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The Atoll of Funafuti, Ellice group : its zoology, botany, ethnology and general structure based on collections made by Charles Hedley of the Australian Museum, Sydney, N.S.W.



If, as seems probable, the rat from all the Pacific Islands is referable to Mus exulans, the range of the species is very great indeed. Considering the native interchange which has taken place between islands hundreds of miles apart for ages past, this is not so remarkable as would at first sight appear.

For a long distance in the West Pacific there runs an enormous chain of islands, extending in a semi-circular sweep from the Marshall Archipelago, north of the equator to the Austral or Tubai Islands in the south-east. Our colleague has written of this as the Marshall-Austral chain, and dealt with it more particularly in his report.

From each of the main links of this long chain of islands, we possess records of the occurrence of a native rat, as below enumerated.

page 168

Wake Island, an isolated atoll, which I would regard as an extension of the chain, is recorded by Peale,18 and is at the same time the most northerly and westerly (with New Caledonia) rat-inhabited island of which I have notice. Passing southward and westward the rat next appears to have been observed at Odia in the Marshall Group, and is represented by Kotzebue15 in an illus-tration as impudently trespassing in a Marshall Island house.

Continuing the chain, the rat is recorded from the Gilbert Group by Woodford,25 who remarks that the only wild mammal he met with was a small species of rat common to the islands "in this part of the world."

The next group is that of the Ellice, of which the island of Funafuti at least, is tenanted, and supplied the examples, to be more fully described, and which prompted the present essay.

Mention has previously been made of Savaii being the traditional ancestral home of the Maori rat, but further evidence of its occurrence in Samoa is indicated by the reference to it in ancient tradition detailed by Turner,23 and direct evidence is afforded24 by this writer in the following note:—"The only indigenous quadruped is a small rat, something between a mouse and the Norwegian rat, the latter of which was introduced some years ago."

The last in the direct chain to which I have reference to the rat is the Cook Group, its occurrence being mentioned at Raratonga and Mangaia by Gill.9 &10

Of localities to the east of the main chain the following have been published. In the Phoenix Group Peale18 records it from Hull Island, and Arundel2 from Sydney Island. Much further to the east it has been met with by Dixon7 at Maiden Island, and also further to the south by Lamont, as quoted by Smith21 at Penhryn Island, and Dixon8 at Caroline Island, all isolated atolls. In the Paumotu Group or Low Archipelago Peale again records it from Disappointment and Dog Islands, and also from the Society Islands, remarking that the species was seen on but one "high" island, Tahiti.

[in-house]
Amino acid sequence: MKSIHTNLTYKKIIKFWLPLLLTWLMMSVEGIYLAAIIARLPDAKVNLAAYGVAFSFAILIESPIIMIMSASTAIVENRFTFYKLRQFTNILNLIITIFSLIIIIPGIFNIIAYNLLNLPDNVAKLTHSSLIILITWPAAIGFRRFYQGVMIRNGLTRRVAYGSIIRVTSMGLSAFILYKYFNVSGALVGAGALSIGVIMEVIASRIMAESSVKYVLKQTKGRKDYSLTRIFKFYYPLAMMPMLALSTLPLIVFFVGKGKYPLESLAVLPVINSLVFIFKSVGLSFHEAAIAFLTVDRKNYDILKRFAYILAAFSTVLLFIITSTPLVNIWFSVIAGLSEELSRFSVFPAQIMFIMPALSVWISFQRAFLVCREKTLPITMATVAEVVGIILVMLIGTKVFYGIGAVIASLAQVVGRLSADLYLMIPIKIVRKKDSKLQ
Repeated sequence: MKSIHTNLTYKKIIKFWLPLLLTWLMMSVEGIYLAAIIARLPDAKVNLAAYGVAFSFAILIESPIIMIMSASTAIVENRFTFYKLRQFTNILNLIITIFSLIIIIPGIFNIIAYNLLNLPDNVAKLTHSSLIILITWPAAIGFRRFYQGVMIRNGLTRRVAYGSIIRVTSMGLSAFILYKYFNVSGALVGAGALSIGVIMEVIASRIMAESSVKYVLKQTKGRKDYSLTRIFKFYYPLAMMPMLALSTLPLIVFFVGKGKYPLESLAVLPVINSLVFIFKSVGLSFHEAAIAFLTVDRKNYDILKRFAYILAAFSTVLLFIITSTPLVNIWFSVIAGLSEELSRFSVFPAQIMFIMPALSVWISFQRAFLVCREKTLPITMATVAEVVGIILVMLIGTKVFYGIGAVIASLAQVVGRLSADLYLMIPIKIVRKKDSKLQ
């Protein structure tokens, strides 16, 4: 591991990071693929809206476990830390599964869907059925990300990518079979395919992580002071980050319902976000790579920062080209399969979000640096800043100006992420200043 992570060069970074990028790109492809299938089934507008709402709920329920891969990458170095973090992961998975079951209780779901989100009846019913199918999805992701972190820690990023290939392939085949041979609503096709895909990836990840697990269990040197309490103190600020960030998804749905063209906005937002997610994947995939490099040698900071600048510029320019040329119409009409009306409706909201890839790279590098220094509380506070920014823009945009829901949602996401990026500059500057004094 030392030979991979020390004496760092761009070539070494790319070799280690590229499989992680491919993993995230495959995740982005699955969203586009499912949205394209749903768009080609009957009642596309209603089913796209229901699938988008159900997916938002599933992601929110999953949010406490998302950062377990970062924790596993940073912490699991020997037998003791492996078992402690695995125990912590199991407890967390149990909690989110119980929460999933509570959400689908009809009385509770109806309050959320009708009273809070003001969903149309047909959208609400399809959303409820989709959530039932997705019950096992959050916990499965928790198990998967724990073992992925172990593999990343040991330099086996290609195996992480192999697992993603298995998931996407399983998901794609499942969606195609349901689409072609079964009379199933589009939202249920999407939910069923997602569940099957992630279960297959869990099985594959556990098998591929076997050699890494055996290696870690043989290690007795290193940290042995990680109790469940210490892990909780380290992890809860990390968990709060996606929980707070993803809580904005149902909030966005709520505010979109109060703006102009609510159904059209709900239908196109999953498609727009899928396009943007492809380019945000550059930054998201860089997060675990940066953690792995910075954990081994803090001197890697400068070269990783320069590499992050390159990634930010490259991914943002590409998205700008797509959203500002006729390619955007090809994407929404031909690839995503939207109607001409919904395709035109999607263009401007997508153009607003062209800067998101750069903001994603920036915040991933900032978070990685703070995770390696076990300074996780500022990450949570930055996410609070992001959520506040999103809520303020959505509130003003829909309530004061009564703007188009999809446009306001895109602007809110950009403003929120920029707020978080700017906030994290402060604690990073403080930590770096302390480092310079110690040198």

Its north-eastern limit is suggested by a statement by Brigham3 that "Rats and mice have always been a pest on the Hawaiian Islands; and the old Hawaiian, before the introduction of cats, used a bow and arrows to destroy them. It is curious that knowing the principle of the bow they never used it as a weapon of offence, nor developed it beyond a very feeble instrument only suited to the killing of 'rats and mice and such small deer.'"

To the westward of the main chain Allardyce1 records it from Rotumah, and it is once more mentioned by Peale from Fiji as Mus vitiensis, and from Hoonga in the Tonga Islands by page 169Mariner.16 The occurrence of a rat in the Kermadec Islands was first recorded by Smith,20 who wrote:—"The only animal native to the island is a small grey rat, which is very plentiful in summer, but is supposed to hybernate during the winter. We saw one that had been partly eaten—by a hawk probably,—it was about five inches long." Thomas also received it from Sunday Island in this group, as already quoted. Away to the west it appears in New Caledonia, and again at Norfolk Island on the authority of Buller,5 who states that there are specimens in the British Museum from these localities.

The list of localities is closed by the inclusion of New Zealand as the most southern limit, and to which previous mention has been made in notices by Hutton, Thomas, Hochstetter, and others.

Although a systematic search of the literature of the Pacific Islands would doubtless disclose many more references to the rat, the above are the only definite localities I have so far met with. There is little doubt that the rat exists, or rather did exist, at one time or another on all the islands of the Pacific. Gill9 writing in 1876, and mentioning the islands of the South Seas as being inhabited by dogs, hogs, and rats, says:—"The rat alone is universal."

Arundel,2 who called at many of the atolls in the Central Pacific, states:—"I have never visited an island, however small or barren, without finding these animals living upon it."

See p. 3, "General Account."